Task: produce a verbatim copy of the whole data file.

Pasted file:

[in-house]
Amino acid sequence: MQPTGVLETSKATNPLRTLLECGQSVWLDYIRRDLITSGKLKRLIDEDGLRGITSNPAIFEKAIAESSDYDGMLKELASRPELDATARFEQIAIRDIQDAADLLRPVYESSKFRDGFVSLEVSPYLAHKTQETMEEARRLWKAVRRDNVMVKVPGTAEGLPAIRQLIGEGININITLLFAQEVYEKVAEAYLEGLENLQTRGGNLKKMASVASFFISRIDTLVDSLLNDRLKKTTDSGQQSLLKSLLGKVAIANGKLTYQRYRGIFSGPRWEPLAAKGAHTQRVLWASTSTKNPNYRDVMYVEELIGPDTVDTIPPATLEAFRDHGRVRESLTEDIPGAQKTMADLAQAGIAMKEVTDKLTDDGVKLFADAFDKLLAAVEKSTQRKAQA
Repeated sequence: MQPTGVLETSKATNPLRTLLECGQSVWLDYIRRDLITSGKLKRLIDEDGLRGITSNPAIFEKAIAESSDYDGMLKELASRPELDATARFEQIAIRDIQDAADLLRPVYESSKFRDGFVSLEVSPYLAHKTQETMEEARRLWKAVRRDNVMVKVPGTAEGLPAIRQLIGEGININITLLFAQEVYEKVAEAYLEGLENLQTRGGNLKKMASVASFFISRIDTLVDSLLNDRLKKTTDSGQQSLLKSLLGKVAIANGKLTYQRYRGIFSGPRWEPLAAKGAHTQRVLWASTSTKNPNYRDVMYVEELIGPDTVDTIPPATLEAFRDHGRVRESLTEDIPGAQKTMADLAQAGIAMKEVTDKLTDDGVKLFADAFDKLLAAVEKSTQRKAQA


[in-house]
Amino acid sequence: MQPTGVLETSKATNPLRTLLECGQSVWLDYIRRDLITSGKLKRLIDEDGLRGITSNPAIFEKAIAESSDYDGMLKELASRPELDATARFEQIAIRDIQDAADLLRPVYESSKFRDGFVSLEVSPYLAHKTQETMEEARRLWKAVRRDNVMVKVPGTAEGLPAIRQLIGEGININITLLFAQEVYEKVAEAYLEGLENLQTRGGNLKKMASVASFFISRIDTLVDSLLNDRLKKTTDSGQQSLLKSLLGKVAIANGKLTYQRYRGIFSGPRWEPLAAKGAHTQRVLWASTSTKNPNYRDVMYVEELIGPDTVDTIPPATLEAFRDHGRVRESLTEDIPGAQKTMADLAQAGIAMKEVTDKLTDDGVKLFADAFDKLLAAVEKSTQRKAQA
Repeated sequence: MQPTGVLETSKATNPLRTLLECGQSVWLDYIRRDLITSGKLKRLIDEDGLRGITSNPAIFEKAIAESSDYDGMLKELASRPELDATARFEQIAIRDIQDAADLLRPVYESSKFRDGFVSLEVSPYLAHKTQETMEEARRLWKAVRRDNVMVKVPGTAEGLPAIRQLIGEGININITLLFAQEVYEKVAEAYLEGLENLQTRGGNLKKMASVASFFISRIDTLVDSLLNDRLKKTTDSGQQSLLKSLLGKVAIANGKLTYQRYRGIFSGPRWEPLAAKGAHTQRVLWASTSTKNPNYRDVMYVEELIGPDTVDTIPPATLEAFRDHGRVRESLTEDIPGAQKTMADLAQAGIAMKEVTDKLTDDGVKLFADAFDKLLAAVEKSTQRKAQA